nep-isf New Economics Papers
on Islamic Finance
Issue of 2021‒12‒06
nine papers chosen by

  1. Financial institutions, poverty and severity of poverty in Sub-Saharan Africa By Simplice A. Asongu; Valentine B. Soumtang; Ofeh M. Edoh
  2. COVID-19 Global Pandemic, Financial Development and Financial Inclusion By Nathanael Ojong; Simplice A. Asongu
  3. The Impact of Financial Inclusion on Household Health Expenditures in Africa By Ofeh M. Edoh; Tii N. Nchofoung; Ofeh E. Anchi
  4. To be or not to be “green”: how can monetary policy react to climate change? By Boneva, Lena; Ferrucci, Gianluigi; Mongelli, Francesco Paolo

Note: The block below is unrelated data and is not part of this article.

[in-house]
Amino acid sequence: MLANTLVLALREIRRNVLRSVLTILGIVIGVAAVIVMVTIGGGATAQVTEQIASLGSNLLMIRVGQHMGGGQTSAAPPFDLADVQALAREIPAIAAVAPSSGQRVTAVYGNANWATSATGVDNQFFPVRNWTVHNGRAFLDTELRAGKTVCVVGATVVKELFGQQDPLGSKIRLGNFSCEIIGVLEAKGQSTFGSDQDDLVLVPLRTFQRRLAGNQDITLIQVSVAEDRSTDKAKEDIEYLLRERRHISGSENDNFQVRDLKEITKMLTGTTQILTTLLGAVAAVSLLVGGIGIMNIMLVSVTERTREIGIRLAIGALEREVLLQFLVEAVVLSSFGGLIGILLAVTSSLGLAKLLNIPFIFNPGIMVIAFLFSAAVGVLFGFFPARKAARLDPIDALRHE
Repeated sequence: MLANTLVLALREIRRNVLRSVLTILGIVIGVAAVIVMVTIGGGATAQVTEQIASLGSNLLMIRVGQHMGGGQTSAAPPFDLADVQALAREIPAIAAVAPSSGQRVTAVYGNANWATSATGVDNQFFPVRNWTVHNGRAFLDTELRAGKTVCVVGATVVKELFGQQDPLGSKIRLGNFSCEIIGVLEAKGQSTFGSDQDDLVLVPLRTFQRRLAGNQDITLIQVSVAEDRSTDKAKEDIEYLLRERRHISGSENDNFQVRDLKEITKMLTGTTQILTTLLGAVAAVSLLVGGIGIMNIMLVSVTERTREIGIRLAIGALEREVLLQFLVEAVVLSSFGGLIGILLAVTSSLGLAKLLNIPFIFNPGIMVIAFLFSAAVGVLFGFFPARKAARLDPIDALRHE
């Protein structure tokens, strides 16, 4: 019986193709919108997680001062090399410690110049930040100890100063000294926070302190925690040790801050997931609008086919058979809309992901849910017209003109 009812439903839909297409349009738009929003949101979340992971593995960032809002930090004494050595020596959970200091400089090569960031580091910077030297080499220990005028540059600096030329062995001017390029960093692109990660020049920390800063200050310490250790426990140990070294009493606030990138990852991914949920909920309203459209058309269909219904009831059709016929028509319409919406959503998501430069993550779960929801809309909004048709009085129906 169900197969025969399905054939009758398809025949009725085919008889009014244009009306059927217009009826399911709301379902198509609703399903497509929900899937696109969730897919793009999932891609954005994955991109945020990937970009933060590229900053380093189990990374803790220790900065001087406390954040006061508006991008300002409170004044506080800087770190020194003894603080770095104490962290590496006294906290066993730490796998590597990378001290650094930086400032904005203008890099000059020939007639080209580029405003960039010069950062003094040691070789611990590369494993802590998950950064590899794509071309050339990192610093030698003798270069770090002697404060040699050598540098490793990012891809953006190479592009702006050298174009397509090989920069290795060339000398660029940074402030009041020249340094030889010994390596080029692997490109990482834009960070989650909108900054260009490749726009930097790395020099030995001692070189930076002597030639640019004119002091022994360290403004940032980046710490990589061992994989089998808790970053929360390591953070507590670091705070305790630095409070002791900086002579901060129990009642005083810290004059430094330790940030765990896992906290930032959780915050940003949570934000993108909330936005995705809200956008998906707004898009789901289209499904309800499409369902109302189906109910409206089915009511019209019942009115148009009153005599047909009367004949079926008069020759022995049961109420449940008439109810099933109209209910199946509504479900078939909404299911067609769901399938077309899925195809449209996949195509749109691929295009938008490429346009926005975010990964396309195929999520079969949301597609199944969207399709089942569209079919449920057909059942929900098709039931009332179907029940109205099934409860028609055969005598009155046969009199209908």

5. Financial determinants of informal financial development in Sub-Saharan Africa By Simplice A. Asongu; Valentine B. Soumtang; Ofeh M. Edoh
  6. Credit Creation, Economic Progress and the Saturation Effect: A Sector Level Analysis By Nader AlKathiri; Sambit Bhattacharyya
  7. Do NBFCs Propagate Real Shocks? By Ghosh, Saurabh; Mazumder, Debojyoti
  8. Religious Practice and Student Performance: Evidence from Ramadan Fasting By Hornung, Erik; Schwerdt, Guido; Strazzeri, Maurizio
  9. Loan Officers Impede Graduation from Microfinance: Strategic Disclosure in a Large Microfinance Institution By Natalia Rigol; Benjamin N. Roth

  1. By: Simplice A. Asongu (Yaounde, Cameroon); Valentine B. Soumtang (Yaoundé, Cameroon); Ofeh M. Edoh (Yaoundé, Cameroon)